Sign up for tax alert emails    GTNU homepage    Tax newsroom    Email document    Print document    Download document

November 18, 2019

Mexico’s tax reform: Implications for foreign digital service providers

With the imminent enactment of Mexico’s tax reform, foreign digital service providers should be aware of the new requirement to collect value-added tax (VAT) on the sale of certain goods and services in Mexico. The tax reform also would require income tax withholding on certain transactions with Mexican individuals.1

This Alert summarizes the new requirements under Mexico’s tax reform that would impact foreign digital service providers.

Digital service providers subject to the new requirements

The tax reform does not distinguish between business-to-business (B2B) and business-to-consumer (B2C) transactions. Therefore, the rule would apply to all suppliers. However, the provisions appear to focus on B2C transactions. The following providers are subject to the rules and responsible for the collection, reporting and payment of VAT:

  • Category 1: Those that provide for the download/access to images, movies, music, text, information, video, gaming, ring tones, news online, traffic, weather, online clubs, dating sites and other multimedia content, on-line learning, tests and exercises
  • Category 2: Those that perform intermediation services between potential sellers and buyers of products and services

Providers of financial services, payment services, data storage, and the use or sale of software would not be subject to the new requirements.

Services considered rendered in Mexico

Services would be considered rendered in Mexico when: (i) the recipient provides a Mexican domicile or telephone number to the digital platform; (ii) a Mexican IP-assigned address is used; or (iii) a Mexican intermediary is used by the recipient (for instance a financial institution) for payment.

Compliance and disclosure obligations for foreign digital providers

The tax reform would require foreign digital service providers to register with the Mexican tax authorities and obtain a tax identification number for VAT purposes. They also would have to: (i) appoint a tax representative in Mexico; (ii) provide a Mexican tax address; and (iii) collect the VAT on the price of the digital service. The VAT rate would be 16%. The tax representative would be responsible for the provider’s filing and reporting obligations.

The tax representative would have to disclose information related to the provider’s transactions with Mexican users/recipients of the digital services, including information related to the number of transactions and transaction amounts by type of service.

Tax representatives would not need to issue official invoices during 2020. Rather, they would only have to issue a simple payment receipt to service recipients. Beginning 2021, providers of Category 2 intermediation services would have to issue formal electronic invoices related to the VAT withholding on the sales of goods and services.

Category 2 providers would have additional reporting and registration obligations.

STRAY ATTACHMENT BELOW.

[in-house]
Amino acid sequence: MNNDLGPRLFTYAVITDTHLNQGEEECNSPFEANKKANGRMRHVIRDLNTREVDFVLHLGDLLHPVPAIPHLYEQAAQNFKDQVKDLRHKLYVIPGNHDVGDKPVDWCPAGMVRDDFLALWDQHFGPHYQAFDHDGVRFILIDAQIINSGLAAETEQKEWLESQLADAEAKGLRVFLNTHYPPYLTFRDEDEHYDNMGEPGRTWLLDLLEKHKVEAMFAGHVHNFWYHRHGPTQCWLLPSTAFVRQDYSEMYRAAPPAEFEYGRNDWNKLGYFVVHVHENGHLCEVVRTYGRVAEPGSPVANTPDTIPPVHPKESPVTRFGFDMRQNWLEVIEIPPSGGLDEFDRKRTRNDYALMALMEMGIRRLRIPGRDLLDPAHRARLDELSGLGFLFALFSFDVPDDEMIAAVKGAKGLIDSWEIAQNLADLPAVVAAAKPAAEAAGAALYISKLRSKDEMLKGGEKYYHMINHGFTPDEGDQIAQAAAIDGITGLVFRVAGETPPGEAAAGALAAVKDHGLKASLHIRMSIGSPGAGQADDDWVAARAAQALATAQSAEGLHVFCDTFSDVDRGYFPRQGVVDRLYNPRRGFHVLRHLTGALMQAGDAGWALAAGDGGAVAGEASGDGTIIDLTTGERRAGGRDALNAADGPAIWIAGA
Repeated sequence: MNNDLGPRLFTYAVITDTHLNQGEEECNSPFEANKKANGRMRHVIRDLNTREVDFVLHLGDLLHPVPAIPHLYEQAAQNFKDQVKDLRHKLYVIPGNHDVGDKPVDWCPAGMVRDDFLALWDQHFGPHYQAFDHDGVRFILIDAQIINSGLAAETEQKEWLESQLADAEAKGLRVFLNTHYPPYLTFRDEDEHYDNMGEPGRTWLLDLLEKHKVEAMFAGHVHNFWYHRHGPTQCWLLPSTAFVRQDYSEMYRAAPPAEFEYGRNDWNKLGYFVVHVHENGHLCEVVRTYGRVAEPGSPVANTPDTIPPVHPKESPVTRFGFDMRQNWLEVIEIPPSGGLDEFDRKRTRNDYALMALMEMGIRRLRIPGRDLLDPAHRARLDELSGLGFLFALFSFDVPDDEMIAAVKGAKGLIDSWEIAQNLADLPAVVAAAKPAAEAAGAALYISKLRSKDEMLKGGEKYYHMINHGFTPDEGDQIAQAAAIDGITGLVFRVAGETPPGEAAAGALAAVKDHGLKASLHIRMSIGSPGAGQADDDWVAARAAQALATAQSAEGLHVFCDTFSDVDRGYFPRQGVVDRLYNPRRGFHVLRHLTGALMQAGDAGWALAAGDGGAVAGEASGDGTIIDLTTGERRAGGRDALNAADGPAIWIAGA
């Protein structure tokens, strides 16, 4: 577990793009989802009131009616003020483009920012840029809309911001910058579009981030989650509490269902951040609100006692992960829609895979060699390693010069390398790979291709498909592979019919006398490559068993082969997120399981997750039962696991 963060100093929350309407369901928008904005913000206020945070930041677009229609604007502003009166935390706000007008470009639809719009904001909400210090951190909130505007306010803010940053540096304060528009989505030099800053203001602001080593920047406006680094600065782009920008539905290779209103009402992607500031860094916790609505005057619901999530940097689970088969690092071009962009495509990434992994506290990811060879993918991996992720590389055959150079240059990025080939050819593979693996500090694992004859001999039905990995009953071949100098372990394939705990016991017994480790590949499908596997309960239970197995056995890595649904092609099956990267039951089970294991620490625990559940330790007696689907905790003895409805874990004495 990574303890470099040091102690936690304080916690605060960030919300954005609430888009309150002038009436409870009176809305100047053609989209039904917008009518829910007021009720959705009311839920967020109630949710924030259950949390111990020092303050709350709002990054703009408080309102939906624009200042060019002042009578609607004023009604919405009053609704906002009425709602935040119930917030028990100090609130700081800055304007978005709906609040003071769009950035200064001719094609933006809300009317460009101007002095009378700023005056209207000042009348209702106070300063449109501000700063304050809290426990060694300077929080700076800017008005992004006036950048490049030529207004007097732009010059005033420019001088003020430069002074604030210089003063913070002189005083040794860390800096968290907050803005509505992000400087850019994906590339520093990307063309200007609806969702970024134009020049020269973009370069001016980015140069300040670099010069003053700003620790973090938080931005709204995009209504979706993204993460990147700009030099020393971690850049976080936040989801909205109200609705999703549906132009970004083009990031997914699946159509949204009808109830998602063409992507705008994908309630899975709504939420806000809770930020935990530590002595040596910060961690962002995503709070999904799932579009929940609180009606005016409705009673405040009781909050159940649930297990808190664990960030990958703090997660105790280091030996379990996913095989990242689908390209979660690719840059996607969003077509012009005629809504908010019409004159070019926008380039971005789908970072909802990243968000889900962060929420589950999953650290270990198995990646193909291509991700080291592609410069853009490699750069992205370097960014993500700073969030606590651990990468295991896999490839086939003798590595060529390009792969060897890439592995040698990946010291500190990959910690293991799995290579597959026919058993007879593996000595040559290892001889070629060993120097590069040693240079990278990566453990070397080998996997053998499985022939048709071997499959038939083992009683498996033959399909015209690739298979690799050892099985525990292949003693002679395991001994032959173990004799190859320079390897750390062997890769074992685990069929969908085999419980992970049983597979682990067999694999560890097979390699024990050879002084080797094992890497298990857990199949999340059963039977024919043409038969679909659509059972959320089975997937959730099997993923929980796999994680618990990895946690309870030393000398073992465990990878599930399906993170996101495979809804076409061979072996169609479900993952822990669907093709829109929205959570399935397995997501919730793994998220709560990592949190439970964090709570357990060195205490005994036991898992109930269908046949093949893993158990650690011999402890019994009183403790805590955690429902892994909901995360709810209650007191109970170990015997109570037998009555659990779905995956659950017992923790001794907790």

Entry into force

The rules would enter into force on 1 June 2020.

Next steps

Businesses should evaluate their systems to identify taxable transactions and reporting obligations. Registration with the authorities will begin 1 June 2020, and should be completed by 30 June 2020, for businesses with operations subject to the rules on 1 June 2020.


1. For more on Mexico’s tax reform, see EY Global Tax Alert, Mexican Congress passes tax reform for 2020, dated 5 November 2019.

For additional information with respect to this Alert, please contact the following:

Ernst & Young LLP (United States), Indirect Tax, San Francisco
Ernst & Young LLP (United States), Latin American Business Center, Miami
Mancera, S.C., Mexico City



The information contained herein is general in nature and is not intended, and should not be construed, as legal, accounting or tax advice or opinion provided by Ernst & Young LLP to the reader. The reader also is cautioned that this material may not be applicable to, or suitable for, the reader's specific circumstances or needs, and may require consideration of non-tax and other tax factors if any action is to be contemplated. The reader should contact his or her Ernst & Young LLP or other tax professional prior to taking any action based upon this information. Ernst & Young LLP assumes no obligation to inform the reader of any changes in tax laws or other factors that could affect the information contained herein.


Copyright © 2023, Ernst & Young LLP.


All rights reserved. No part of this document may be reproduced, retransmitted or otherwise redistributed in any form or by any means, electronic or mechanical, including by photocopying, facsimile transmission, recording, rekeying, or using any information storage and retrieval system, without written permission from Ernst & Young LLP.


Any U.S. tax advice contained herein was not intended or written to be used, and cannot be used, by the recipient for the purpose of avoiding penalties that may be imposed under the Internal Revenue Code or applicable state or local tax law provisions.


"EY" refers to the global organisation, and may refer to one or more, of the member firms of Ernst & Young Global Limited, each of which is a separate legal entity. Ernst & Young Global Limited, a UK company limited by guarantee, does not provide services to clients.


Privacy  |  Cookies  |  BCR  |  Legal  |  Global Code of Conduct